Skinny is the story of two sisters; Giselle, a college-aged med student who has anorexia, and her 8th grade sister, Holly. The chapters alternate narrators to the effect that you get a feeling for how Giselle's anorexia influences both her and those around her.
Giselle's chapters, interspersed with snippets from her med school textbooks, feature a person torn by her own desire for perfection and permanently wounded by a father who openly showed preference for her younger sister. The snippets from the medical textbook act almost as subheads for the pages that follow, and sometimes I found them to be too "artsy." Like something a grad student in a creative writing class would do to make her story seem "different" even if it doesn't really do anything to provide insight. I get the meaning they're often supposed to have, but that's kind of the point. Either the meaning was too obvious, and therefore cheap and unnecessary, or the snippets didn't really seem to have much of a purpose at all. I also failed to see the purpose in her new boyfriend who runs in and out of the book--the one who is so enamored by Giselle's anorexic face that he ignores a broken wrist to go get coffee with her. I feel like the author wanted me to like him, but I was repelled by his tendency for addiction and his dependence on someone who clearly doesn't have enough stamina to even stand on her own. I just kept picturing them, ten years down the road, living out of dirty motel rooms and trying to scrape together enough money for some meth, or something. Yeck.
Holly's chapters almost perfectly capture the inner struggles and angst of being a young teenager. Of course, Holly has a little more on her plate than most kids, her sister has an eating disorder, her father is dead and she is half-deaf. Regardless, the relationship she maintains with her sister is touching in its intimacy and realistic in its acidity.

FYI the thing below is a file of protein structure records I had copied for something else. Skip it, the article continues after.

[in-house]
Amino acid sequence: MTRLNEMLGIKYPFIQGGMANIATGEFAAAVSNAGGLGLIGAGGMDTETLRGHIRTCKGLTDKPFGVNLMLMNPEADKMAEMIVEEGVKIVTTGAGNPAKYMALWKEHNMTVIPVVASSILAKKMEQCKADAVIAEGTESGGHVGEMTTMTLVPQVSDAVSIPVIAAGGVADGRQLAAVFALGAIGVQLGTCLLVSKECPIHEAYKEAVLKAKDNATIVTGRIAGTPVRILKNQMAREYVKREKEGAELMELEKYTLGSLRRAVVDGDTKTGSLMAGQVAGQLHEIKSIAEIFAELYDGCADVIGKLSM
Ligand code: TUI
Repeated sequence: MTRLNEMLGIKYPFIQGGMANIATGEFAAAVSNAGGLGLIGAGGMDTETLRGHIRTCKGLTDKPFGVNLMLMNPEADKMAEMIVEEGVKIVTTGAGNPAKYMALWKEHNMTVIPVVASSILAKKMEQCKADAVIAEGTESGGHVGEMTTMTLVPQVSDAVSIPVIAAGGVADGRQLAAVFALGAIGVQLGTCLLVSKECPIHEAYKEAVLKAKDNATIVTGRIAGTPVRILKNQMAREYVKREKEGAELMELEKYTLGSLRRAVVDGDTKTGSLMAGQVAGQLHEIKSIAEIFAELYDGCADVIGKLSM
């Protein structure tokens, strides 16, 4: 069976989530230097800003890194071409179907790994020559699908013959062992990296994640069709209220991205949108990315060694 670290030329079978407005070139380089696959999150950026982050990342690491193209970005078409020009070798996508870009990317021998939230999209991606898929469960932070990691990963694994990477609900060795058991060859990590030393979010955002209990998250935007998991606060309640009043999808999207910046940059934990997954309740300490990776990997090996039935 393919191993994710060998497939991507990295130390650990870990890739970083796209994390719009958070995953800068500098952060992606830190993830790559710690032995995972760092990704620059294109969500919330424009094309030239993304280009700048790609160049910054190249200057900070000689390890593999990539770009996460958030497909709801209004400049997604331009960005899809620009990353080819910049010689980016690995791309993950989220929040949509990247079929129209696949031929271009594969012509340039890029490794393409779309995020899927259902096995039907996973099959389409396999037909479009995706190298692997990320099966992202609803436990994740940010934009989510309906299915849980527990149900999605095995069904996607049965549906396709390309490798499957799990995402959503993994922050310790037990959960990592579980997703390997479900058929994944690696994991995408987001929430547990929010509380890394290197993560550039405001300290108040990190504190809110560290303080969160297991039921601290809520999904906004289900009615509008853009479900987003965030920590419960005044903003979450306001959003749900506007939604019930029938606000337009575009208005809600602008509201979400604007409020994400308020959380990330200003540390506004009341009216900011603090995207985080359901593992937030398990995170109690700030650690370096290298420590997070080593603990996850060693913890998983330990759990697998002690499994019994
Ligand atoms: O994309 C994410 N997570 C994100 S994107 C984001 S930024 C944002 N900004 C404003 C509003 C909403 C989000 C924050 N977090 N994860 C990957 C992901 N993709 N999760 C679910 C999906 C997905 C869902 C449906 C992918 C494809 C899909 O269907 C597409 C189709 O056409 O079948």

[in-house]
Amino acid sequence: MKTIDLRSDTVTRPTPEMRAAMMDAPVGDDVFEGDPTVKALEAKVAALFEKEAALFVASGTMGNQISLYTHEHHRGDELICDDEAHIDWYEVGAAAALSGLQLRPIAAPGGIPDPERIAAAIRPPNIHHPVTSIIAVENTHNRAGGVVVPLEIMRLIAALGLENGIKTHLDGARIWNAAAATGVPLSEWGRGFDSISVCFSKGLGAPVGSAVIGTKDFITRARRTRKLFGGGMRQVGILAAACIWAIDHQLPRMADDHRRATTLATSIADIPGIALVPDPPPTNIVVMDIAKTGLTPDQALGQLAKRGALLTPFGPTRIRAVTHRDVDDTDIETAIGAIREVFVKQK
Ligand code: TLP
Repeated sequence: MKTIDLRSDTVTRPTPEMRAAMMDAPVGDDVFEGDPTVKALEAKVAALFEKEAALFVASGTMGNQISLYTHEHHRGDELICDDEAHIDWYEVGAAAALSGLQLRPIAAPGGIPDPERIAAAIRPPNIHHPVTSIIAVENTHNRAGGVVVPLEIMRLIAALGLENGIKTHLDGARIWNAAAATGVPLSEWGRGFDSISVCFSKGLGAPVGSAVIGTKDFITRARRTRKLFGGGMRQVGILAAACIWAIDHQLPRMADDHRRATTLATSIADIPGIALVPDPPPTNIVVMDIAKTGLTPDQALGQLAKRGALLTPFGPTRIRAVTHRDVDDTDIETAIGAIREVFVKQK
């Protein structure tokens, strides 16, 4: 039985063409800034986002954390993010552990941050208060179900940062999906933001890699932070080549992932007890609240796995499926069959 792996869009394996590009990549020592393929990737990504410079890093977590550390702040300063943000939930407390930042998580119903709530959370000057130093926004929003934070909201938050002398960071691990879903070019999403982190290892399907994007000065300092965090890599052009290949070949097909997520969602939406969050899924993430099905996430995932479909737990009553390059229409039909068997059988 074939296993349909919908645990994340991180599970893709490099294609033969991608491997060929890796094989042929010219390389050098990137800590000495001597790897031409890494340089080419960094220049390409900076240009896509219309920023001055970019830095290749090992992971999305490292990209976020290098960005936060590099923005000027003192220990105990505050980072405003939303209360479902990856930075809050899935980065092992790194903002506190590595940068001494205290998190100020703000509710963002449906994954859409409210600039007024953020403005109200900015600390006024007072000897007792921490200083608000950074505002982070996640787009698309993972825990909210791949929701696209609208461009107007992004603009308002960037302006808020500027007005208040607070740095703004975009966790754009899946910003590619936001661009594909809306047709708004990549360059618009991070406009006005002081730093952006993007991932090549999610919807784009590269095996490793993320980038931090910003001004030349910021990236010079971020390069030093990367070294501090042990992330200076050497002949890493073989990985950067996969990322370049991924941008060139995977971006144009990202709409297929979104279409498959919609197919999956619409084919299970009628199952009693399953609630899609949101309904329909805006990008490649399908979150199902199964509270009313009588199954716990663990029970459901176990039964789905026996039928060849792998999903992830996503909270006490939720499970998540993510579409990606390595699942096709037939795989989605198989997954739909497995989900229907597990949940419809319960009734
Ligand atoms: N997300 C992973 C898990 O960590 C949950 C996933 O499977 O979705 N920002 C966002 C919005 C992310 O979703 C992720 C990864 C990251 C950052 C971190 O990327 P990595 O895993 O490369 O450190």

Sometimes the father's preference for Holly seemed a bit extreme. Like he'd basically hurl Giselle in front of a bus because she was standing in front of Holly when he wanted to hug her. I guessed fairly early on why he was drawn to the younger sibling, but that still wouldn't account for a human being completely and brutally shutting out a child.
All-in-all I'd say this was a very well-written and engaging read. The only part I'm confused about is the ending. See, I read all the pages in the book, but I still didn't get to it. I don't need everything to tie up neatly, like Giselle gains 80 lbs and gets married and gets her doctorate and Holly becomes Student of the Year, but I just wished for a little more epiphany and a little less dreariness.